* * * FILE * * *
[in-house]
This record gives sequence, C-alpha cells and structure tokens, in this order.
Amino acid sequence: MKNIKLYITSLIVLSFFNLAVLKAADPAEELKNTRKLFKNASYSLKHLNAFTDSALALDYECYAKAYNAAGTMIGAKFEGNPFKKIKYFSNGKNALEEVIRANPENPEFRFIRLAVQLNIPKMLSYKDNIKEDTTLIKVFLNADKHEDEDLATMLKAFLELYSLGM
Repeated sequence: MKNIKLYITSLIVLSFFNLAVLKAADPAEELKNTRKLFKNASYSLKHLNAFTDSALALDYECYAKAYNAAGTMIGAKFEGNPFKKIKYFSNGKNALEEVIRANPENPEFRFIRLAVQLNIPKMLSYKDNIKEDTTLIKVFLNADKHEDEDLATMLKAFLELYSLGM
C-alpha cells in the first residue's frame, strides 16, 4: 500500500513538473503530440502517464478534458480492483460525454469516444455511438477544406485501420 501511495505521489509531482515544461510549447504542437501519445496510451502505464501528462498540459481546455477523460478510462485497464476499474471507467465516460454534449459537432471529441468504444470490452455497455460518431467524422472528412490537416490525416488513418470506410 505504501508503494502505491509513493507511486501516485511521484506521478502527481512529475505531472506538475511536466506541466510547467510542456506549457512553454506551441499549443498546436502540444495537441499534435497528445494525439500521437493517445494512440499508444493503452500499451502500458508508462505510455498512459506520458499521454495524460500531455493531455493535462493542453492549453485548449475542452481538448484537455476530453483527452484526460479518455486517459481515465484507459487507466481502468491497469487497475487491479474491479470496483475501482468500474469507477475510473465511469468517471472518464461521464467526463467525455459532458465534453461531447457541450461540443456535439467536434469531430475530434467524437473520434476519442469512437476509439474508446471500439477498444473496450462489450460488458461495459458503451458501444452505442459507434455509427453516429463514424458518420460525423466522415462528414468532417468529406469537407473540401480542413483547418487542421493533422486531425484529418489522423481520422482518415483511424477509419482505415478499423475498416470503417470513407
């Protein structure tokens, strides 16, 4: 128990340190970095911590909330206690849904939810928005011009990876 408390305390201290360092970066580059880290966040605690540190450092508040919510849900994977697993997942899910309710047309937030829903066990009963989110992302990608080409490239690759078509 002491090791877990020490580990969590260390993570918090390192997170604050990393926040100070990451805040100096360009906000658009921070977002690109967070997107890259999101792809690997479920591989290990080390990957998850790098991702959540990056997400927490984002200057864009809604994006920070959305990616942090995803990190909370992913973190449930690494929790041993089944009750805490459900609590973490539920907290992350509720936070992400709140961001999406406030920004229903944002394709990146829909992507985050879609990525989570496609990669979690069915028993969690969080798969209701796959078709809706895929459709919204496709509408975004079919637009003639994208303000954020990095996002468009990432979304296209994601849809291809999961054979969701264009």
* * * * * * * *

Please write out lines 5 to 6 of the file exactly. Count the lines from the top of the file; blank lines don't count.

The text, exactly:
C-alpha cells in the first residue's frame, strides 16, 4: 500500500513538473503530440502517464478534458480492483460525454469516444455511438477544406485501420 501511495505521489509531482515544461510549447504542437501519445496510451502505464501528462498540459481546455477523460478510462485497464476499474471507467465516460454534449459537432471529441468504444470490452455497455460518431467524422472528412490537416490525416488513418470506410 505504501508503494502505491509513493507511486501516485511521484506521478502527481512529475505531472506538475511536466506541466510547467510542456506549457512553454506551441499549443498546436502540444495537441499534435497528445494525439500521437493517445494512440499508444493503452500499451502500458508508462505510455498512459506520458499521454495524460500531455493531455493535462493542453492549453485548449475542452481538448484537455476530453483527452484526460479518455486517459481515465484507459487507466481502468491497469487497475487491479474491479470496483475501482468500474469507477475510473465511469468517471472518464461521464467526463467525455459532458465534453461531447457541450461540443456535439467536434469531430475530434467524437473520434476519442469512437476509439474508446471500439477498444473496450462489450460488458461495459458503451458501444452505442459507434455509427453516429463514424458518420460525423466522415462528414468532417468529406469537407473540401480542413483547418487542421493533422486531425484529418489522423481520422482518415483511424477509419482505415478499423475498416470503417470513407
């Protein structure tokens, strides 16, 4: 128990340190970095911590909330206690849904939810928005011009990876 408390305390201290360092970066580059880290966040605690540190450092508040919510849900994977697993997942899910309710047309937030829903066990009963989110992302990608080409490239690759078509 002491090791877990020490580990969590260390993570918090390192997170604050990393926040100070990451805040100096360009906000658009921070977002690109967070997107890259999101792809690997479920591989290990080390990957998850790098991702959540990056997400927490984002200057864009809604994006920070959305990616942090995803990190909370992913973190449930690494929790041993089944009750805490459900609590973490539920907290992350509720936070992400709140961001999406406030920004229903944002394709990146829909992507985050879609990525989570496609990669979690069915028993969690969080798969209701796959078709809706895929459709919204496709509408975004079919637009003639994208303000954020990095996002468009990432979304296209994601849809291809999961054979969701264009």